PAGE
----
New article on weight management in pregnancy in Nursing Practice magazine:
It highlights some interesting points:
- UK data suggests that between 40-65% of women gain too much weight in pregnancy.
- International research suggests that women who gain too much weight in pregnancy irrespective of pre-pregnancy BMI, have an increased risk of pre-eclampsia, caesarean section, and delivering larger babies.
So while we know that being overweight before pregnancy confers slightly higher risks, it is interesting to note that for any pregnant woman, controlling weight gain is important.
- A large UK trial recently found that limiting weight gain in pregnant women with obesity did not result in a lower risk for gestational diabetes, indicating that there is no strong evidence for what constitutes appropriate healthy or safe weight gain in pregnancy.
This is very interesting, because I have had concerns ever since the Royal College of Midwives started receiving income from Slimming World as a ‘partner’ and then the next thing I knew, larger pregnant women left, right, and centre were being packed off to Slimming World, despite the advice, from the Royal College of Obstetricians and Gynaecologists always having been to not try to lose weight while pregnant.
Now the argument for sending people to Slimming World is that by making healthy changes to your diet you may not gain any weight during pregnancy and you may even lose a small amount, which is not harmful. And I can hardly complain, I lost weight in both of my pregnancies through a variety of factors – more exercise (I LOVED aquanatal), consciously trying to eat more healthily, but predominantly because I felt sick as a dog for the first trimester and felt constantly full for the third!
My issue is – is sending pregnant women who are expressly advised not to try to lose weight to an organisation called Slimming World sending the right message? Given that the setting of Slimming World meetings and the entire focus for most of the rest of the participants in attendance is all about losing weight, is that the right environment for someone who is expressly not supposed to be trying to lose weight because it could be harmful to them and their fetus? Ho hum.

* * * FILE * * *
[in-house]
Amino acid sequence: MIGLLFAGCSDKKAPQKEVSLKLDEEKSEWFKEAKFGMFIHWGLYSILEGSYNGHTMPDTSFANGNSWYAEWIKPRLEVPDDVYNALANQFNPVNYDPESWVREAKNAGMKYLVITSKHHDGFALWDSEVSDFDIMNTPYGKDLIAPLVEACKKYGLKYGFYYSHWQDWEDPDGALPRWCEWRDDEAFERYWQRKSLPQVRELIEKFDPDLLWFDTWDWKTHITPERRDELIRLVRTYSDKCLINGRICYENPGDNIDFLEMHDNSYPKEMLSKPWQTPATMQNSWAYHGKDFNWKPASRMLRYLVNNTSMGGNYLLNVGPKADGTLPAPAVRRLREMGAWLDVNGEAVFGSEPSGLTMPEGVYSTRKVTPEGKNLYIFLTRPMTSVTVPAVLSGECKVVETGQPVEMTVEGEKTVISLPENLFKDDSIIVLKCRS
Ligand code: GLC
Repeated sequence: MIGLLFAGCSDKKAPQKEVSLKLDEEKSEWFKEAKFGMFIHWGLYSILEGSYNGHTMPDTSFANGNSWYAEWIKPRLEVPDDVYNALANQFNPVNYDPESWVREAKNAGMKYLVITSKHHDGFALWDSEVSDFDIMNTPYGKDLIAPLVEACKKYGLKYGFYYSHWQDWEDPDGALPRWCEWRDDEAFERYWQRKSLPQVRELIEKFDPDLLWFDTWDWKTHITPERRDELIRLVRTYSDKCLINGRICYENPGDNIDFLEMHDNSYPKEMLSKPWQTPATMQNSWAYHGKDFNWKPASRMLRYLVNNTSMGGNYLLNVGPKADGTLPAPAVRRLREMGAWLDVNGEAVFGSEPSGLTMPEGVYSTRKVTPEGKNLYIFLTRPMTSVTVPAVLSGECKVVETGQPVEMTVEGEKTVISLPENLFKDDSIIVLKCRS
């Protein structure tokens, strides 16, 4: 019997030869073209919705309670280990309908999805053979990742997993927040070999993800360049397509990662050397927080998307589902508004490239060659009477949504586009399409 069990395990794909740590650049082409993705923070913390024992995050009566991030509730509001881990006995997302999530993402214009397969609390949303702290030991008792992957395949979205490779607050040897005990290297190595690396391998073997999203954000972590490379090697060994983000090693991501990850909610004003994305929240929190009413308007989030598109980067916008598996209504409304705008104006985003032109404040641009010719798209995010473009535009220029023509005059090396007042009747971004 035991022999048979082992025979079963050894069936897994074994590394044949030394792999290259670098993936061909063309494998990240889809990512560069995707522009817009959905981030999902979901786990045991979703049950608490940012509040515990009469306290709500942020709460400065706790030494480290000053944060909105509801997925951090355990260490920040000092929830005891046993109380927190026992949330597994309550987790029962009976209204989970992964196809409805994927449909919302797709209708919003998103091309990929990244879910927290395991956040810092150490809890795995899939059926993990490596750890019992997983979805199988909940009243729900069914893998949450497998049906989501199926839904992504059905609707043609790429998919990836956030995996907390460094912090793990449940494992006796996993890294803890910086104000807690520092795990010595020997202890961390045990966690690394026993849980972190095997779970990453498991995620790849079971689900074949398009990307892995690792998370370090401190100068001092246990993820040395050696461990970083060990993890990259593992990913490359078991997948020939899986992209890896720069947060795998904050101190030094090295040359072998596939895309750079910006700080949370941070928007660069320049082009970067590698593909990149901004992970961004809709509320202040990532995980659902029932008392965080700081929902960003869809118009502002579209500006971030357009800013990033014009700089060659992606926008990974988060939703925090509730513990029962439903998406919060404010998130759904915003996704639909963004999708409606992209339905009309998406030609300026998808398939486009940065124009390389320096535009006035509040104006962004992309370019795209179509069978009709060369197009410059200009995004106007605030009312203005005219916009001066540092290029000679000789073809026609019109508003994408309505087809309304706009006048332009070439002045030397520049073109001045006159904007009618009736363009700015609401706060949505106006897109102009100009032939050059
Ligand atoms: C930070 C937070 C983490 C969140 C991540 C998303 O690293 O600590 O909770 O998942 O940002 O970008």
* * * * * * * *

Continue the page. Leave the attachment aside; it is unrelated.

- Midwives often report feeling anxious or worried about discussing weight with pregnant women.
This is probably true for many midwives. And may actually be the cause of some of the tactlessness we encounter. If we already anticipate resistance before we discuss something (think of a dispute you’ve had to raise with a friend or significant other) often our anxiety about raising what we perceive will be a difficult topic clouds the way we deliver the message, and so we start off on a bad foot before we’ve even got anywhere. Phrasing difficult questions or topics sensitively and non-judgementally is an incredibly important and underestimated skill.
- NICE recommends that all women should be weighed at the start of pregnancy, but weighing should only continue throughout pregnancy if there is a clinical reason to do so; women should not be weighed repeatedly during pregnancy as a matter of routine.
So feel free to mention this if you’re seemingly getting on the scales every five minutes.
- As there are no UK guidelines regarding pregnancy weight gain, healthcare professionals are advised to focus on supporting women to eat healthily and keep active. This advice is the same for all women regardless of their weight category.
So if you’re feeling like you’re being nagged, remember, you may not be. The same advice is supposed to be given to all pregnant ladies.
- Moderate physical activity in 15 minute bouts three times a week is advised before increasing this activity to 30 minutes every day of the week. Women who have kept active regularly before pregnancy should be advised that they can continue this activity. If women struggle to keep active in pregnancy, they should be advised to avoid being sedentary, i.e. avoid sitting for prolonged periods of time.
This is another bugbear of mine, so glad there is an implication that questions should be asked about pre-pregnancy activity levels. It drives me bananas when women are automatically told they need to ‘get more exercise’ before the healthcare professional has actually ascertained what exercise level they are already at!
I know of fitness instructors who do a ton of exercise but are still overweight and even officially obese. Obesity does not necessarily mean inactivity. I got told to ‘slow down!?’ in a surprised manner when I galloped up the stairs ahead of my midwife once, and there were remarks at how sprightly I was at getting in and out of the birth pool too…
- This support needs to be delivered in a sensitive manner taking the woman’s circumstances into account.
Hurrah for them making this point! So don’t forget to remind your healthcare professionals of this if you feel they’re overstepping the line at any time.
Big Birtha x
For the full text, click here: